If enough people complain about their unjust methods...Perhaps they will change their ways before your blog gets caught up in this mess.

Enough #!%)...On a Positive Note, I was so blessed by all of you who went to battle for me...I do believe that had it not been for you, I would still be shut down.

In closing...I would have to say that we never know how truly vulnerable we are, nor how much others care.

Thank You for being there,

Website ...Marsha Robinett Fine Art
My Squidoo ...Drawing Techniques

PS...make a "Point"...leave a comment.

Friday, April 18, 2008

Weekend Chat Line...What's your best venue for art sales?

"Elizabeth"...another of my first portraits

Teresa Mallen left a very helpful detailed explanation on The Chat Line last week about how she priced her art and ended with this thought...
"Finally, I would suggest that people put setting prices into perspective. While it is an agonizing process at first, It will get easier. It probably isn't as important as we make it. I mean we can deliberate over $50-100 one way or the other until we want to quit the show altogether. Yet it probably matters most if we have managed to find a venue where we can connect up with 'our customer'. Now if we could find the magic answer to that one...!! Perhaps another chat line topic?"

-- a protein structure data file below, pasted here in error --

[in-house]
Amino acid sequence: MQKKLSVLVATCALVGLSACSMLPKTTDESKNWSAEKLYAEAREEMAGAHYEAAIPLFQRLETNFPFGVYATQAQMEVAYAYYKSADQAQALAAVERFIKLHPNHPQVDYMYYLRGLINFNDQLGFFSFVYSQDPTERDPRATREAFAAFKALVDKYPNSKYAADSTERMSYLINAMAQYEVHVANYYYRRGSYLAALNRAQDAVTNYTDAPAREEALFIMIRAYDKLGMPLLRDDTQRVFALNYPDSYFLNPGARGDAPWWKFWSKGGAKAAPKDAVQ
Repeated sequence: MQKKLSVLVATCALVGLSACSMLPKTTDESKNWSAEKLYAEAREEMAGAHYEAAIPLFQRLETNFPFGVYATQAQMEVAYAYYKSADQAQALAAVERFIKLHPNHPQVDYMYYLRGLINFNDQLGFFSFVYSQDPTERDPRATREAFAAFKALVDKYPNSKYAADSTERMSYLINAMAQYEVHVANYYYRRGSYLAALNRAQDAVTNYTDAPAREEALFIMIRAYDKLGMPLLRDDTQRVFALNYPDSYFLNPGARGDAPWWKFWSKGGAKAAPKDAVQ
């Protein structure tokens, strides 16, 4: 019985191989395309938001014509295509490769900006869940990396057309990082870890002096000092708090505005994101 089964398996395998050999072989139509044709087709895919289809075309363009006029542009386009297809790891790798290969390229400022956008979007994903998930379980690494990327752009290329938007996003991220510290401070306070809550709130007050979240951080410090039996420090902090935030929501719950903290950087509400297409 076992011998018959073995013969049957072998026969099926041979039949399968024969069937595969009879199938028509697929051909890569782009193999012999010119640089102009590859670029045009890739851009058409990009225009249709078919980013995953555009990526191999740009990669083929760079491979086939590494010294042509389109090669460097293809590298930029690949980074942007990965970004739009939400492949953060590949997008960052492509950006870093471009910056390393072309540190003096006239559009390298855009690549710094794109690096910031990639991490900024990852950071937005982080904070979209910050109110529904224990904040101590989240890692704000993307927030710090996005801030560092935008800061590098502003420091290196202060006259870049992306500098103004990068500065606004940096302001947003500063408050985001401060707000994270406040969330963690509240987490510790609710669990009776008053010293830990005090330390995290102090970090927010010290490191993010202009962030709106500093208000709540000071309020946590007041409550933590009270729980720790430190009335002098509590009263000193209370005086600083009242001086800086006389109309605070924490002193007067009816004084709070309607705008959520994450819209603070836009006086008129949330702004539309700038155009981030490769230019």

I had to agree with Teresa...the price we charge doesn't matter if we don't have a viable market for our art. Being from a small town, I always feel those artists in the larger metropolitan areas have the advantage...more galleries, more shows, more affluent people desiring and valuing fine art. Yet I do realize that you still have to make the connection and that can be difficult.